Installation is no problem with the corrected and illustrated instructions. I select the required elements from the lavish assembly material and put the rest back into the box. Since the material has a universal design, a few parts have to be taken out of a bag which, according to the lettering, would rather be discarded. Here you should rely on the part designation from the manual. The mounting plate for the back of the mainboard can already be prepared with the assembled parts.
Before mounting, I have to remove my current radiator. To have a quiet model here, it has appropriate dimensions. The mounting plate of my cooler touches (insulates) the back of the mainboard over a large area.
The holding plate of the Mercury, on the other hand, keeps a lot of distance to the board. It is fixed in place with adhesive strips so that you have your hand free here. In the middle directly behind the base it is held at a distance with a square of rubber. In direct comparison, the construction seems a bit wobbly. It also takes up a lot of space behind the board - almost a centimetre is applied here. A mounting without a cutout at the back of the mainboard is not possible.
Next, I install the radiator in my housing.
It already has cut-outs and mounting holes for a radiator. I insert the pump housing and hoses from above through the recess on the housing wall. I deliberately deviate from the cooling instructions and mount the radiator on the outside between the sheet metal and the cover.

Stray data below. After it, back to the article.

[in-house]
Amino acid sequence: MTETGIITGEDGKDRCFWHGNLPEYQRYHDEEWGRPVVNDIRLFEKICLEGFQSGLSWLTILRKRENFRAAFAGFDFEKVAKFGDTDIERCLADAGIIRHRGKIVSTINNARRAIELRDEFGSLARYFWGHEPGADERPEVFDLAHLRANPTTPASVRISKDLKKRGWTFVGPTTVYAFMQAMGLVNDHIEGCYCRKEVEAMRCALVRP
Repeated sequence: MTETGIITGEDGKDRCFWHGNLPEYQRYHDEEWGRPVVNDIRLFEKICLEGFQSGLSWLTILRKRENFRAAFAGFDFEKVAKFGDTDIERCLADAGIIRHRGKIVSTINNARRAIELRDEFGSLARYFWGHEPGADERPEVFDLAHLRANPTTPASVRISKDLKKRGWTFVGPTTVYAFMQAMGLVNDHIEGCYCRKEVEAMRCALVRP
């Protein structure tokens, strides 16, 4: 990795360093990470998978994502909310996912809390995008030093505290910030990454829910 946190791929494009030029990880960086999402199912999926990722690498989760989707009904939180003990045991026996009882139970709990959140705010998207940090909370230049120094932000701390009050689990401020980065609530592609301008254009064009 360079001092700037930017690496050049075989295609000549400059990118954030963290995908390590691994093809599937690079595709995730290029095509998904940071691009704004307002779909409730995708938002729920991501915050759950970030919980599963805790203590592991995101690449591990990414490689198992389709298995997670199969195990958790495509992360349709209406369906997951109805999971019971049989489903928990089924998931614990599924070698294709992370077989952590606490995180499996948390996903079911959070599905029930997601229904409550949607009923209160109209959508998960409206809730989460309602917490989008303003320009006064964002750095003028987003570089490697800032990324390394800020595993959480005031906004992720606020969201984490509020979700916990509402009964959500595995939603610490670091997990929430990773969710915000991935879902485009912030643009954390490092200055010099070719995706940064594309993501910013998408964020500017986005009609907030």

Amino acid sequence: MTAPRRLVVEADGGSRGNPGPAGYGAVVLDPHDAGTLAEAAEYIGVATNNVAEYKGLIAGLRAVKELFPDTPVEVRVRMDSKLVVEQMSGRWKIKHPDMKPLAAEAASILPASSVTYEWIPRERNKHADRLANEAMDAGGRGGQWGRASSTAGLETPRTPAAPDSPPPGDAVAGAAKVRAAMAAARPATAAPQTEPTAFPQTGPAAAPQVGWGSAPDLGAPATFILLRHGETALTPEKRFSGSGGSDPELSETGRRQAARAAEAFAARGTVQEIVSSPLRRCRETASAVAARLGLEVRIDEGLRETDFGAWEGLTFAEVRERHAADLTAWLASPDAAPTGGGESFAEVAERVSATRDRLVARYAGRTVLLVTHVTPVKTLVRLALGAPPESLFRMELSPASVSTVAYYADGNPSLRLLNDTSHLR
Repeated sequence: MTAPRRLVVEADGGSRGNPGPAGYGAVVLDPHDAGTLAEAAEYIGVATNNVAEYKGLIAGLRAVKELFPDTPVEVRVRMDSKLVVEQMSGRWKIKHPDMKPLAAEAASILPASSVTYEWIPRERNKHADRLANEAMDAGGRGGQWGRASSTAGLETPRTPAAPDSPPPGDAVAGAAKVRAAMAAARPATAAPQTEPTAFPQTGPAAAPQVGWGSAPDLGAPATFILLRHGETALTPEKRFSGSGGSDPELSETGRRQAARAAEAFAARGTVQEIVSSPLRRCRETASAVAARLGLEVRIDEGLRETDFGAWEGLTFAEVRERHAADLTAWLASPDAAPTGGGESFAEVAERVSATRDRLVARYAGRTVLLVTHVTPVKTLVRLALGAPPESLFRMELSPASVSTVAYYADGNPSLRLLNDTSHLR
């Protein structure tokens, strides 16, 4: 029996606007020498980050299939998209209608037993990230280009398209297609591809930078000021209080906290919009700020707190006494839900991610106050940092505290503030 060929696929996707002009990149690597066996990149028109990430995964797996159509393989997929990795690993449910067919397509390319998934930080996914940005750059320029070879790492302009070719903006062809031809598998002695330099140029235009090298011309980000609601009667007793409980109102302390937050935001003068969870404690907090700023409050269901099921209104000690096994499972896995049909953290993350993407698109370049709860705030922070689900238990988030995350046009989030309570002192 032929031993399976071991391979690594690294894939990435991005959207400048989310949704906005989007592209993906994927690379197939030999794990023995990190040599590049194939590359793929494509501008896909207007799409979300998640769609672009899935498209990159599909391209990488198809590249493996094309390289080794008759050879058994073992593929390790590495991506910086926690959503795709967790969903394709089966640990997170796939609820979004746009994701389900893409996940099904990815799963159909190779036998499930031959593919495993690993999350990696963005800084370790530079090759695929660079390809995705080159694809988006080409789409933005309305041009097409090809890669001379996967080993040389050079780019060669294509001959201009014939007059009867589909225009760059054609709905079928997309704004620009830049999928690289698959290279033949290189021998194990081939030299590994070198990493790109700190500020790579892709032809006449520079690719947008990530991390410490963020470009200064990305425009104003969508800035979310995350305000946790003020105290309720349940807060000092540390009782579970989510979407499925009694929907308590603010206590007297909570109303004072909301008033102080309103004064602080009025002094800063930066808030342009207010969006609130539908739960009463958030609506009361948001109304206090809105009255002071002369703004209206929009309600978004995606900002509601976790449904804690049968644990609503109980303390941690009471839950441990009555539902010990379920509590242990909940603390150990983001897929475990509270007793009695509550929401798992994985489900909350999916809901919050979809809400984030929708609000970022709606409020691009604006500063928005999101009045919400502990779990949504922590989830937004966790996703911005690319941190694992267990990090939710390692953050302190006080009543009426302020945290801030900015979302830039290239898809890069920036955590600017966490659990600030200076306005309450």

The fans, on the other hand, are attached to the radiator inside with the long screws and washers, so that the sheet metal is in between. The silicone buffers on the fans isolate vibrations, both in direct contact with the sheet metal and via the screws. The space in and on the housing allows this variant. However, the manual recommends mounting all components on one side of the housing. The fans blow air from inside the computer through the radiator to the outside.
If I place the pump housing so that the logo is legible, the hoses look very forced and stand very far away. I release the tension and turn the whole thing 180¡ã. It's probably not meant to be, but it works and looks even better. I distribute some of the heat-conducting paste, which looks very gel-like and viscous to me. Finally I mount the pump housing with the clamping screws on the bolt of the mounting plate looking through the holes of the mainboard. The whole thing looks shaky from this side as well. Furthermore, I am not sure how much the spring-loaded screws have to be tightened. The instructions say accordingly, "not too hard".
The installation instructions show here for the first time how the pump must be connected correctly. You have no choice between 3-pin or S-ATA but have to use both.
You can live with that. A pity about this design is that I have a dedicated 4-pin connector on the board for AiO cooling, which can only be used for speed monitoring. Finally, the fans are connected to the board. Since I now have two free ports - the one for the CPU fan and another port labeled CPU-Opt - they are used directly.
Full of anticipation I put the case back together again. The anticipation is replaced by the shock of the system not starting. Everything is lit but nothing beeps and the UEFI/BIOS does not respond. What's the matter? When installing the fans on the inside, I loosened the power supply plugs of the CPU to be able to get closer with the screwdriver. They are still hanging next to it and after a good blow to my forehead I solve the "problem".